Having lived in the United States since the age of 14, Lee Mingwei feels completely bi-cultural. When we met in his New York apartment, he was dressed in a traditional long silk robe of an exquisite pale blue. The cloth moved gracefully around his slender figure. In the entrance, nice flat embroidered slippers were waiting for me. The place looked and sounded restfully calm, ordered, inviting to a quiet conversation, although the view from the windows showed the crowded and busy streets of the Wall Street district. Lee Mingwei explained that when he is in a certain environment, the uniqueness of the other culture works better for him. His Asianess reveals itself in an American environment and his occidentalness is more obvious when he is in Taiwan. When the family left Taiwan, Lee Mingwei was 13. He stayed for one year in the Dominican Republic in order to obtain a visa to go to the United States. In his high school in San Francisco, he studied ancient Greek and Latin as well as English and Spanish. At that time, he hungered for classical Chinese literature. The uniqueness of Chinese culture comes to him when he is away from its geographical context. But, how does Lee Mingwei envision his Chineseness? « When I am here (meaning in the United States) I have a better understanding of where Taiwan is, where China is in terms of historical context. I understand that I am also culturally part Japanese, part Chinese, but nationally Taiwanese. How do I blend these things in a harmonious state? I see being Chinese as a cultural heritage but not as a national identity. »

When Lee Mingwei went to the Chinese mainland for the first time, he felt the scars of people and the destruction of the richness of China’s traditional culture deeply. Taiwanese have remained Confucians. The Cultural Revolution tried to destroy Confucianism.

The Dining Project at the Mori Art Museum, Tokyo, Japan. Courtesy of the artist and Lombard Freid Projects, New York, 1997-present
When looking at Lee Mingwei’s installations, one is filled with wonder. The precision in the orchestration and the elegance in the design echo his studies of biology and architecture, two disciplines that require method. From the BA in Textile Arts and the MFA in sculpture, he absorbed the sensibility for materials and the projection of ideas and forms onto the public sphere. Coming from the West Coast, the young man felt isolated when he arrived at Yale University in 1995 for his graduate studies. He elaborated the Dining Project, a one-on-one project focusing on themes such as intimacy, trust, anonymity and self-awareness. The project started as a projection of an old Taiwanese custom in which newcomers in a village or in a small town go to the soy milk breakfast place (doujian dian). Hospitality requires that the newcomer be invited into homes and eventually to meet the whole village. Based on the idea of « meeting the whole village, » Lee Mingwei thought of doing something similar in New Haven. He posted hundreds of posters around the campus asking people interested in an introspective conversation and food sharing to contact him. The first day, 45 people showed interest! For a whole year, Lee Mingwei cooked three to four nights a week. The « rules » were that the meal would be prepared according to the individual’s dietary preference and that the participant would be highly encouraged to converse freely during the meal. The meal would be served to a single person and there would not be any conversation during the dinner. The acquaintance with the stranger was to be accomplished before the actual meal.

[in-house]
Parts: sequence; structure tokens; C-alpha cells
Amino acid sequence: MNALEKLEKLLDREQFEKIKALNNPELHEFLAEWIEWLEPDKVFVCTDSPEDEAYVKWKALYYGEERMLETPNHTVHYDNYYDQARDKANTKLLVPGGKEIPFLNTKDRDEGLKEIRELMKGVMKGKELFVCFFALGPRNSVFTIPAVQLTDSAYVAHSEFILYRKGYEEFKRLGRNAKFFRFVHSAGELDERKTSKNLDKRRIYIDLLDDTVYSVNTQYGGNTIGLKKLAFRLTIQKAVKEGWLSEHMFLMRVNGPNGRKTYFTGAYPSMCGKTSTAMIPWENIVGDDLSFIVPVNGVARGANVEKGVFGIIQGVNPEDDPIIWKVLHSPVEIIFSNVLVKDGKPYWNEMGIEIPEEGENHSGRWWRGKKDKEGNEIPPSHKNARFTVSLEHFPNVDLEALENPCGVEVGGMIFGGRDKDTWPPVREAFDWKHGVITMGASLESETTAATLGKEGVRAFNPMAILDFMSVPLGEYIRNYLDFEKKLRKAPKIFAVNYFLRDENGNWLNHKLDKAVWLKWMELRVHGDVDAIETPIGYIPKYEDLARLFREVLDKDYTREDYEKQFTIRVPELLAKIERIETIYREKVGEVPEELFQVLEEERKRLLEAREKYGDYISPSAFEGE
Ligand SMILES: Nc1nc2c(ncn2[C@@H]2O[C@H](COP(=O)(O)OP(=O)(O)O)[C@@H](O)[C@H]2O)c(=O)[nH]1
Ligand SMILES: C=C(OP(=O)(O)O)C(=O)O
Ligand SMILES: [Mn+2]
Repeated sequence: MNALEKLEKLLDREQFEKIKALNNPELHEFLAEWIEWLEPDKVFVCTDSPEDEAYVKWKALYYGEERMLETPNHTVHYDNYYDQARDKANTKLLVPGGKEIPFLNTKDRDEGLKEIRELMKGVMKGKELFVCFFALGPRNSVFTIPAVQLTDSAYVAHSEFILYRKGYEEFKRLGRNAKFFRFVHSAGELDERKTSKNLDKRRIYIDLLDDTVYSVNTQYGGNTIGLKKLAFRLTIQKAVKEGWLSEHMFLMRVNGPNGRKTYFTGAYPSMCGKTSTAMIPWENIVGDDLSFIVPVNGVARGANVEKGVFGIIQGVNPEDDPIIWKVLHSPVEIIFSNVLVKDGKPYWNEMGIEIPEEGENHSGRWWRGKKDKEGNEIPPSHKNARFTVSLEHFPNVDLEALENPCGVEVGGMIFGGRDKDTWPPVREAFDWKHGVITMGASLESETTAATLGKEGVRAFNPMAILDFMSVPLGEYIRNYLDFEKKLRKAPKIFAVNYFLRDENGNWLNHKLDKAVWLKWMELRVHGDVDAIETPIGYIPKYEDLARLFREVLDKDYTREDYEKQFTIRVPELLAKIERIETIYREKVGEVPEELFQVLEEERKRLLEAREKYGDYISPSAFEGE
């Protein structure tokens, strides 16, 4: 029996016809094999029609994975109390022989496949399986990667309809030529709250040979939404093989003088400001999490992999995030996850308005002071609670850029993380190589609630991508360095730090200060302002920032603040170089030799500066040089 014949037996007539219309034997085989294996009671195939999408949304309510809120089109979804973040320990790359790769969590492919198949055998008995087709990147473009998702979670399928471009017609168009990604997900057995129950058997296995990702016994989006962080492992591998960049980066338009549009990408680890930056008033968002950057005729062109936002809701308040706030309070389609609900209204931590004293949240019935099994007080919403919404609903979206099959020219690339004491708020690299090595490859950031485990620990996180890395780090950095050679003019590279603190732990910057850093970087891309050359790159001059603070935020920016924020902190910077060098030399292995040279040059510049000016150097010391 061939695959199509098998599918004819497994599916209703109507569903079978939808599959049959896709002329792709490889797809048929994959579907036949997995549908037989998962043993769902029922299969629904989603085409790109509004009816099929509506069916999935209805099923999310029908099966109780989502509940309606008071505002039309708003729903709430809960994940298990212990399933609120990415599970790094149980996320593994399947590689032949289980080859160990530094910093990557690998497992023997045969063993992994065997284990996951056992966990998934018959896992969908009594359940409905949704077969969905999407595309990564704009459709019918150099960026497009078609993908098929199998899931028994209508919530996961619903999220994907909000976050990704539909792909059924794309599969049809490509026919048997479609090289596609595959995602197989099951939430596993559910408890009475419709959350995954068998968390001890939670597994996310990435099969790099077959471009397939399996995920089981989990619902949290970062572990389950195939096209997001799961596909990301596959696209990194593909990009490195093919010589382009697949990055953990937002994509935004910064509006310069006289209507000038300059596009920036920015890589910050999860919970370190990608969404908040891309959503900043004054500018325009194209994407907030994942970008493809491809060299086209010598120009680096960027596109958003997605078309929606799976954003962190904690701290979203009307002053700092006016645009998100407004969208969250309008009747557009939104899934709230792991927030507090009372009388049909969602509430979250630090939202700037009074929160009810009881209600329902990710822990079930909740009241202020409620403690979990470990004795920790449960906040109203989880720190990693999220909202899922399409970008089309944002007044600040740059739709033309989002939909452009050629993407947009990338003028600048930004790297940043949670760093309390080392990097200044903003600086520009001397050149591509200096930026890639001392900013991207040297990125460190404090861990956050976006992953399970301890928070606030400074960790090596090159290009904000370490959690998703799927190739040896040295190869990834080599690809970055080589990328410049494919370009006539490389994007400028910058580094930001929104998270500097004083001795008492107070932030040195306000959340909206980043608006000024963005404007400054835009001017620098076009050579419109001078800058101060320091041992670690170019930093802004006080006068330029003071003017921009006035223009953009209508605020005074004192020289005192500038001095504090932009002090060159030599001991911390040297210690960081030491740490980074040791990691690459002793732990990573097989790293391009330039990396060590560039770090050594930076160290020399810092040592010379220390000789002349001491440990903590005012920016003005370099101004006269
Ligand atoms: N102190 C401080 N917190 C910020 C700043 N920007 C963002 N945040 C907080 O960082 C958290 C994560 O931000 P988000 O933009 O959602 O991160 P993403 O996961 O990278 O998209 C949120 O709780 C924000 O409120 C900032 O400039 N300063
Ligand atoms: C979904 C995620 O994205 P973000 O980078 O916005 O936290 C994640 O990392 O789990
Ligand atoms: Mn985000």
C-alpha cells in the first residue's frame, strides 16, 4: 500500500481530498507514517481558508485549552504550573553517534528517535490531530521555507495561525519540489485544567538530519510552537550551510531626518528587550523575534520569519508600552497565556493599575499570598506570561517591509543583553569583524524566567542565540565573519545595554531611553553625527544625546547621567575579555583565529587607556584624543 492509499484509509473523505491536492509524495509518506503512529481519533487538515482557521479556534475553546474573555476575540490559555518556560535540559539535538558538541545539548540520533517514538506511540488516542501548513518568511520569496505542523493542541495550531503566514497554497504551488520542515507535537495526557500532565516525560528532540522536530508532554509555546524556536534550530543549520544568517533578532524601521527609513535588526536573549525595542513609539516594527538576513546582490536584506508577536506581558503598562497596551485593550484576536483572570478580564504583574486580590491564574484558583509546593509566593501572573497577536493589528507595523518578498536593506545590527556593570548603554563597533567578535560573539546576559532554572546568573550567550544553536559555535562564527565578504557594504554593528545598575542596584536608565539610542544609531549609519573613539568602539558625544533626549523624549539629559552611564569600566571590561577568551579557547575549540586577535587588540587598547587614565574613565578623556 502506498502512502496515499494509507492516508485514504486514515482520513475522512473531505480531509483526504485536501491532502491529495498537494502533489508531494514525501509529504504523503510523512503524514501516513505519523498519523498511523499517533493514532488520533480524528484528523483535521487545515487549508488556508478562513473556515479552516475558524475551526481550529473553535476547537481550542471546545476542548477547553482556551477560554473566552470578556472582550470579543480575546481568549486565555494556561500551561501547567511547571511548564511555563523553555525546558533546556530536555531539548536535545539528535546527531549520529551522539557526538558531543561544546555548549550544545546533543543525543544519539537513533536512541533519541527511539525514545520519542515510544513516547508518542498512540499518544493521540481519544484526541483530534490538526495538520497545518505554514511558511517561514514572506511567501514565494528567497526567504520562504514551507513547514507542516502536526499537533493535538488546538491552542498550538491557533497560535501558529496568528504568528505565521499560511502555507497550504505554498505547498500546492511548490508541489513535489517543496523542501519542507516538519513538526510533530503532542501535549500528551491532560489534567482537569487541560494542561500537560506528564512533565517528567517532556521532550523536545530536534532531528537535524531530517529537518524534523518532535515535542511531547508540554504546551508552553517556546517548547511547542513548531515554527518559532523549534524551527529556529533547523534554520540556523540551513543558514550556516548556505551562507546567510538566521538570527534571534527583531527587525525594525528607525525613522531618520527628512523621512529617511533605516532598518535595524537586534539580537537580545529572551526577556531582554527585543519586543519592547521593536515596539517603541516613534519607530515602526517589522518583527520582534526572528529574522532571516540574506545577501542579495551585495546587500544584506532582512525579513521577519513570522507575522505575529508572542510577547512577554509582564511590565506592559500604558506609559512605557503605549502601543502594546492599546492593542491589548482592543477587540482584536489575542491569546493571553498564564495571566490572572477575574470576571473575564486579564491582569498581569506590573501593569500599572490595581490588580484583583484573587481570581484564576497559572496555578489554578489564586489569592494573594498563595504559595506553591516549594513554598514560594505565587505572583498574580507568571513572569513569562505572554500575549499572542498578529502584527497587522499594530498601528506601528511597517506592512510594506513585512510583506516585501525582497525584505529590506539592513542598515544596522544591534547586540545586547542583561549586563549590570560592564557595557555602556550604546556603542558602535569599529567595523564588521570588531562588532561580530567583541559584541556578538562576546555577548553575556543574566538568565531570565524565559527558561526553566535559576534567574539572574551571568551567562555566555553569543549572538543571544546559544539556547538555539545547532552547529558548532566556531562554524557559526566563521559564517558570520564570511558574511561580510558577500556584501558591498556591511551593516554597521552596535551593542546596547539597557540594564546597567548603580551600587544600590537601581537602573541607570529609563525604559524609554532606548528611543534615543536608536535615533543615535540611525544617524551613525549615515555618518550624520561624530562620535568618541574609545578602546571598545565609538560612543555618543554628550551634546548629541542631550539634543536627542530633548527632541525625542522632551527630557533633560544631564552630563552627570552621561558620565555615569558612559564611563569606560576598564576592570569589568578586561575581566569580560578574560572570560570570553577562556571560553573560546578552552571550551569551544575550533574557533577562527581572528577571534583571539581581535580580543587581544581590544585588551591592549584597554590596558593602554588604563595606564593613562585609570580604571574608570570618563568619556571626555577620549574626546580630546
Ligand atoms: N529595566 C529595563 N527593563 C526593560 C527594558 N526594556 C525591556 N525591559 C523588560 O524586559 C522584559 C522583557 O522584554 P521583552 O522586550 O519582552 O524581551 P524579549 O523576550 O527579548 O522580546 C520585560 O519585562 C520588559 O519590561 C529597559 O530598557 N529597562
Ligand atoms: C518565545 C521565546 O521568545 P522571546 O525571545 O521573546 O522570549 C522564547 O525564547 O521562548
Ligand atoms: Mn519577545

The Dining Project operates at two levels. There is the elaboration of a relationship with a complete stranger. Then the food acts as a medium for mutual trust and intimacy. In 1998, the Whitney Museum commissioned the show with a few variations. This was the beginning of Lee Mingwei’s entry into the world of museums and institutions. The Whitney Museum created a lottery making the selection of participants unpredictable. The installation per se was very simple: a tatami and a low table. The whole process was recorded on video, with the camera lens at the level of the food. The anonymity was preserved. The video was projected the next day on the wall behind the tatami installation. Bits of the conversation were audible. Pieces of the action of eating and sharing food and conversation were visible. The project became then part of a museum, a public space, where visitors could explore change through interaction.

The Dining Project at the Whitney Museum of American Art, New York.
Courtesy of the artist and Lomnbard Freid Projects, New York, 1998